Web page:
People always remember their firsts; first dog, first bike, first kiss, and of course, first car. For 16-year-old Caleb Hanegraff, his first car was built out of memories that will last a lifetime.
Most people who are offered a vehicle that has been sitting in a ditch for several years would be quick to pass. Not Caleb Hanegraff, 16. When he was presented with a heavily rusted 1987 FJ60 Toyota Land Cruiser from his Uncle Kevin, it quickly became a father-son project. Caleb received the rig more than a year before his 16th birthday, and planned to get it roadworthy with the help of his dad, Peter, by the time he could get his license. They soon found out they may have bitten off more than they could chew.
When the pair came to the conclusion that they would not be able to get the Toyota into a safe and reliable condition, they sent out a plea to the Garage Squad. After viewing their submission, the truck itself was quite intriguing to Joe, Bruno, Cristy Lee and the rest of the team, but there was something else that caught their attention, Caleb had been diagnosed with Asperger’s.
“I would like the world to know that raising a child with Asperger’s [shouldn’t allow you to] ever limit your child with your own doubts or fears,” Wendi Hanegraff, Caleb’s mom, says.
Being on Garage Squad could prove Caleb’s abilities were limitless.
Asperger’s, a form of high-functioning autism, causes Caleb to obsess over time and exercise over-practicality in nearly every way, says Wendi. For the Garage Squad, this truck instantly became an opportunity for an educational experience that would still allow them to help a deserving family. Challenge accepted! The tough build that lay ahead would require everyone to work in sync, luckily, Caleb was ready to dive right in.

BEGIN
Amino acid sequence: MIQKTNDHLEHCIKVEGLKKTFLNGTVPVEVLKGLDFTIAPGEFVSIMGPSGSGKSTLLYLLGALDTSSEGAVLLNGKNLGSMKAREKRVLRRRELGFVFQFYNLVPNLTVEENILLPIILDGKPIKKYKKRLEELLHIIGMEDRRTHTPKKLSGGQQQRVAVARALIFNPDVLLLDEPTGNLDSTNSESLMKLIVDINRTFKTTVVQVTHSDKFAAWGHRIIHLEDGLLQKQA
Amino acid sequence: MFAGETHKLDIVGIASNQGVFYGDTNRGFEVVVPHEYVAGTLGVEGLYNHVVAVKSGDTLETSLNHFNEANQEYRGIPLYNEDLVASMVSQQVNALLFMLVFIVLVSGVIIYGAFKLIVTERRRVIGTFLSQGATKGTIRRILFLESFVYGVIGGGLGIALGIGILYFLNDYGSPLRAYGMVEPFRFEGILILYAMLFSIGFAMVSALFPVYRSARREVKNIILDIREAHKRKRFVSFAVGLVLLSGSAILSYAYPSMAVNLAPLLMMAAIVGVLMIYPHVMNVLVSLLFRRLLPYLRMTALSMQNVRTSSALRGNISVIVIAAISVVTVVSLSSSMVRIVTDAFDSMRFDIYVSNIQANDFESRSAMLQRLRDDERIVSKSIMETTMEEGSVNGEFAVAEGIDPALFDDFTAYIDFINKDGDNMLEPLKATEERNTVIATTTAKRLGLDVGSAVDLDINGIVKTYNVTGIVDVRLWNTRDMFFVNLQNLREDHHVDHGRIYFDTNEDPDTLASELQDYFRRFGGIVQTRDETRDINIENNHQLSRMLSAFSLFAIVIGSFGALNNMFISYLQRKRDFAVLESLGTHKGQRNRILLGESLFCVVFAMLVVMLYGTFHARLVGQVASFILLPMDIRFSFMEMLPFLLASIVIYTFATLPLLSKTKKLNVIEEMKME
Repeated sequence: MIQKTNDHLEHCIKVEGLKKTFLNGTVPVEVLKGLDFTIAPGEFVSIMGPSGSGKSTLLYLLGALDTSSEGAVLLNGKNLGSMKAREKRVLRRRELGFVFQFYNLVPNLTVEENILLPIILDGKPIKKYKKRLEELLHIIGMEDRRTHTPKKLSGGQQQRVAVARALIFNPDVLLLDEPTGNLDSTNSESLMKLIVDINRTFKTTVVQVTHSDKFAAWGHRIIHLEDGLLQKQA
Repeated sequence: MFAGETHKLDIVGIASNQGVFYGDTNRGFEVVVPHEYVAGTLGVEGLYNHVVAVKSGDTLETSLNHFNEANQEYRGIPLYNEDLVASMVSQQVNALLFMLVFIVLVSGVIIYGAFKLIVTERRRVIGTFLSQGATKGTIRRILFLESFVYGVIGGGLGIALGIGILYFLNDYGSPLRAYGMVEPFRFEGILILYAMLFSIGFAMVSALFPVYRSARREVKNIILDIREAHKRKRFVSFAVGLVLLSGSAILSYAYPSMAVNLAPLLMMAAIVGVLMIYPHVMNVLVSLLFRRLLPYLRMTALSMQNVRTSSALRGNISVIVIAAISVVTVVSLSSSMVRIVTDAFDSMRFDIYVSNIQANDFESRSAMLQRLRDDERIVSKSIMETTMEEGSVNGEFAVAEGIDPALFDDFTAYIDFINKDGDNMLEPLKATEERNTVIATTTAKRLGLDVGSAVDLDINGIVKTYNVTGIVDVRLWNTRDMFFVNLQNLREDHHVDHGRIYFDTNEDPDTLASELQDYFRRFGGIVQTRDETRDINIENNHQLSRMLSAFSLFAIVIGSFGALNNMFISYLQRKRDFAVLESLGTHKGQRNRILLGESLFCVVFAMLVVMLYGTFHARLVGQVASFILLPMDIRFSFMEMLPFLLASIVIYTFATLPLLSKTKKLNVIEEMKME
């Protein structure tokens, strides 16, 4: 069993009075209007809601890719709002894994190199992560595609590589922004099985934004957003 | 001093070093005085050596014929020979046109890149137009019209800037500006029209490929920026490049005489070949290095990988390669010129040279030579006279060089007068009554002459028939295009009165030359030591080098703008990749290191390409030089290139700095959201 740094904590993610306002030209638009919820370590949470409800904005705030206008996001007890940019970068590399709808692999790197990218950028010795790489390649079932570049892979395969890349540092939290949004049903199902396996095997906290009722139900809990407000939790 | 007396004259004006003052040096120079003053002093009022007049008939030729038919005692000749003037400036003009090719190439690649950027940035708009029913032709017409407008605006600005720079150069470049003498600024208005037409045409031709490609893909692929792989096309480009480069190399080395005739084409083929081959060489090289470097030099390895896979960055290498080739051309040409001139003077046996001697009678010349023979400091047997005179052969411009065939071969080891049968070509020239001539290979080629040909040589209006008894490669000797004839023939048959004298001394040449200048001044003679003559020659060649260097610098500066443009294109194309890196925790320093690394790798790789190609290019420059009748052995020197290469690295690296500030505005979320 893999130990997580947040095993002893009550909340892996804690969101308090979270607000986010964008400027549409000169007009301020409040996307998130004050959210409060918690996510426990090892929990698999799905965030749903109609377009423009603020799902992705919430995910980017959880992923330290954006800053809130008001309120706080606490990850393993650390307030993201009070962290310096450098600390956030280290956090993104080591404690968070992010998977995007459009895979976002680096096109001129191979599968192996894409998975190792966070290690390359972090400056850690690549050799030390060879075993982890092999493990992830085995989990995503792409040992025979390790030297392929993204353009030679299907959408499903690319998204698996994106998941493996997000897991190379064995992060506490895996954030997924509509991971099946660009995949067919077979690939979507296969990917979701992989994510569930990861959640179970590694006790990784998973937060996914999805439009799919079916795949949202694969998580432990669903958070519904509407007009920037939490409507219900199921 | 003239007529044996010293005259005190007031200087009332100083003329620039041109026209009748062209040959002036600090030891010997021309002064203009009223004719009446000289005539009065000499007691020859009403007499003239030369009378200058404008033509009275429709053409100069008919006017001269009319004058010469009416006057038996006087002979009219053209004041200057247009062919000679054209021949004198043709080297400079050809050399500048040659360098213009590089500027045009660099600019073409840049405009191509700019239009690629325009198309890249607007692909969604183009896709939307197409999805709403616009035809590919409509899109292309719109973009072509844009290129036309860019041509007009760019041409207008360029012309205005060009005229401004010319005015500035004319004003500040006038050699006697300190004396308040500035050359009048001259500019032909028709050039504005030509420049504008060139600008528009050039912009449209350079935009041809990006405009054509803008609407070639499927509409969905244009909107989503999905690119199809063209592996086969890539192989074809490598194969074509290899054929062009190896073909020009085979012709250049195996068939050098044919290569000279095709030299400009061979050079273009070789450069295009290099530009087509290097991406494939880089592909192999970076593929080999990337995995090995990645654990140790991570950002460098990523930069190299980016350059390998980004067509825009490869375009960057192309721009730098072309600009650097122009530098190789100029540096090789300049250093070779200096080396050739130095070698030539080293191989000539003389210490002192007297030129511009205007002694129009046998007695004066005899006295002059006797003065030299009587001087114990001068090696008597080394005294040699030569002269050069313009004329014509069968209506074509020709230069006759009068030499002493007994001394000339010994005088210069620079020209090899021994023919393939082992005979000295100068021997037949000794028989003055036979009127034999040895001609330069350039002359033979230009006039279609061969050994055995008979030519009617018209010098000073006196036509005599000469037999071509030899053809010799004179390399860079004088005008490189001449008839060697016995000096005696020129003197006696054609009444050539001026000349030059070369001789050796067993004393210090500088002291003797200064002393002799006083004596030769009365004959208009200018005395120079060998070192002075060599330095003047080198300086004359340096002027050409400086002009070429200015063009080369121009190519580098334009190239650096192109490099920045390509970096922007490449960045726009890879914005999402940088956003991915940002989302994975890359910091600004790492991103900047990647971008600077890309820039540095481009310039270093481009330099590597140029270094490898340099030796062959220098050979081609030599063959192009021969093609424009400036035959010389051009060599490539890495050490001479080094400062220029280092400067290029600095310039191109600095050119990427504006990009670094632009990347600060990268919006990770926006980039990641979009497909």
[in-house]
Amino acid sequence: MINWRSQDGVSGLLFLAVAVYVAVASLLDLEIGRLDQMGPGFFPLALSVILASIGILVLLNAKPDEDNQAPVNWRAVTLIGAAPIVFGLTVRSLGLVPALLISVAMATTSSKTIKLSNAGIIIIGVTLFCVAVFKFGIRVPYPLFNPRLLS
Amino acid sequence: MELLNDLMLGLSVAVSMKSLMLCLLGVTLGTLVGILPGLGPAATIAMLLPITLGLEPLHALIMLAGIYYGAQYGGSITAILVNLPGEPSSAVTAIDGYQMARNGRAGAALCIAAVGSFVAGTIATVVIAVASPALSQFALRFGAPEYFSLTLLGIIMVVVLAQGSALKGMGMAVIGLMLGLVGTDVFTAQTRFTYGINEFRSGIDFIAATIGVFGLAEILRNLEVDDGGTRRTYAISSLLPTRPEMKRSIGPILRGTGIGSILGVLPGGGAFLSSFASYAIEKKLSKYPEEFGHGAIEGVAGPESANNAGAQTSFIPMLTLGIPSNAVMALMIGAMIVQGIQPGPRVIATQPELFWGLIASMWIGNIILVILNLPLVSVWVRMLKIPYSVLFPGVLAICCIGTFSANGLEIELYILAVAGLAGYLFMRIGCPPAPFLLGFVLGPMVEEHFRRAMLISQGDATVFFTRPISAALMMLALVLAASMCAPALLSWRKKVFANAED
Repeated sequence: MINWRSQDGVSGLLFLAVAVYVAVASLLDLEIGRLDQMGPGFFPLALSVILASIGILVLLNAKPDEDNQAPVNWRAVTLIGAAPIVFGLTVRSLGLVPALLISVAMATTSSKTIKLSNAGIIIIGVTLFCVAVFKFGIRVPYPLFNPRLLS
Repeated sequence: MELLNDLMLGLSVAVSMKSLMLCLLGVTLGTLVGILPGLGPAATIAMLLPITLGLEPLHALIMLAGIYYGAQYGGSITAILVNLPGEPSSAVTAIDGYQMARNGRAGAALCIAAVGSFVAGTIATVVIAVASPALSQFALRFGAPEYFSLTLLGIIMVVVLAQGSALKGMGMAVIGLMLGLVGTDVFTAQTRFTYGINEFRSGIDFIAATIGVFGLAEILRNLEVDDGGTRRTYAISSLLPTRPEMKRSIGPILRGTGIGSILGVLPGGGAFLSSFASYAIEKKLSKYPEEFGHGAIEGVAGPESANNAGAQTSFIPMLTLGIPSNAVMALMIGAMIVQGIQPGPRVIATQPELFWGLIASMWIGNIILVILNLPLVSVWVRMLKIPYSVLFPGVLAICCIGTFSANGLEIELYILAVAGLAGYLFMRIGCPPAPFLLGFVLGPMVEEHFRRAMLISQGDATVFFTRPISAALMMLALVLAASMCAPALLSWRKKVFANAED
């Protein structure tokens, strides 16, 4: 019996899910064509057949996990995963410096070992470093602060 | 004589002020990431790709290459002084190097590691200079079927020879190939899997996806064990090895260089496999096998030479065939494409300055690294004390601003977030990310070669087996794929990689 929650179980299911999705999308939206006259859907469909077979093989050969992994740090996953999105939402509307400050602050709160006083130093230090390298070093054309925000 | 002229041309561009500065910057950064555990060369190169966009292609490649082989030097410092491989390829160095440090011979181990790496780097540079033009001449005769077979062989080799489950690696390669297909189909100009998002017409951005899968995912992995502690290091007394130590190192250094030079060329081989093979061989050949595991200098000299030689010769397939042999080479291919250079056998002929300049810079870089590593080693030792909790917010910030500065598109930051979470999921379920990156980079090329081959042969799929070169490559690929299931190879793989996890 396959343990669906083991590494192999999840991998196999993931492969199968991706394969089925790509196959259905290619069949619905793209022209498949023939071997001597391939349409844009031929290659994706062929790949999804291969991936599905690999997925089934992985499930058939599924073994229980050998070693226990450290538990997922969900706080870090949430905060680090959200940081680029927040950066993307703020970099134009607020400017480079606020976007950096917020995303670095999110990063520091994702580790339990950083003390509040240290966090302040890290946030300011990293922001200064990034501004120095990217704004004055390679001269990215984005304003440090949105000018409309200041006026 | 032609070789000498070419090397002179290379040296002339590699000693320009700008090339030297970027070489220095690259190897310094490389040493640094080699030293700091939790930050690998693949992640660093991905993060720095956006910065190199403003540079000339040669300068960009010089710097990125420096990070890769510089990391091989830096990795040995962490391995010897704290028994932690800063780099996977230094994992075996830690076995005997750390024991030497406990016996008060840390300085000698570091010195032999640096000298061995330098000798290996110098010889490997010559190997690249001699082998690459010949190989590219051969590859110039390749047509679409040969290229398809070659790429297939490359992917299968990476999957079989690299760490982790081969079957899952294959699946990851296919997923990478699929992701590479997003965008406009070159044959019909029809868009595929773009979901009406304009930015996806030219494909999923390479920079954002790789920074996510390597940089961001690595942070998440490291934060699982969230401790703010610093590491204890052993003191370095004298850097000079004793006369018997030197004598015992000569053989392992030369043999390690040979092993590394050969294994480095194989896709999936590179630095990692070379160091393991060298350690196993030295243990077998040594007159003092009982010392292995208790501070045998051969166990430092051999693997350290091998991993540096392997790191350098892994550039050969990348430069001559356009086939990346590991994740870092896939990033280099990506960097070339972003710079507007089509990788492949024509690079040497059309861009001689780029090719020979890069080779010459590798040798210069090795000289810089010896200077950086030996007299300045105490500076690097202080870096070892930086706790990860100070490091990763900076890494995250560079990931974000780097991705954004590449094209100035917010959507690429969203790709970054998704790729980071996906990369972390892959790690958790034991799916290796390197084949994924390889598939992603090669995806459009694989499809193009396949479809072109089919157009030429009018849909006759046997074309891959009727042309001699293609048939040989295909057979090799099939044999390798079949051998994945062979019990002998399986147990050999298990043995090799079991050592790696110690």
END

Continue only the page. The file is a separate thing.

“[This experience would teach me] lots of patience,” Caleb says, and “being thankful every step of the way.”
Now that this father-son project had become a father-son-Garage Squad project, the truck came together fast, but not without many lessons along the way. From tearing out the interior to shaving off old window tint, there was no shortage of tasks to be done, many firsts for Caleb. Ronnie even took time to demonstrate to Caleb how the Toyota’s brakes work. It was a moment that was not just caught on camera, but stamped on hearts throughout the garage.
“Seeing Ronnie take Caleb aside and not only showing him how to replace the rear brakes, but teaching him how they work; was above and beyond,” Peter Hanegraff, Caleb’s dad, says. “His mechanical understanding, strong work ethic, along with his passion to personally help us, made it especially meaningful.”
The extended Hanegraff family has long been involved with autism awareness. Uncle Kevin’s off road racing team is named A2, representing the organization Allies for Autism. Three of the race crew have family members with autism. It’s fitting that before the Toyota came into Caleb’s garage it was used as a parts vehicle for Kevin’s race trucks. For Wendi and Peter, they’re grateful for the help with the truck, but this was also an opportunity to help ensure Caleb, or anyone with autism, isn’t viewed as statistic. Peter says a person with Asperger’s, or autism, is still just a person, wonderfully and fearfully made. Wendi adds that they try hard to prepare their son for the future, but they know they must have realistic expectations and tackle each day with grace.
The expectations held by the Garage Squad crew were constantly exceeded by this young gearhead. In many cases it was like he already knew what he was doing. Under the car or under the hood, he was soaking up knowledge bumper to bumper. Caleb certainly earned his license to cruise, or go mudding, as he seems to prefer, during this Garage Squad rescue. Especially after the tedious task of checking all the vacuum lines.
“I’ve learned so much more about an engine,” Caleb says. “It’s going to help in the future when I keep up the truck for years ahead.”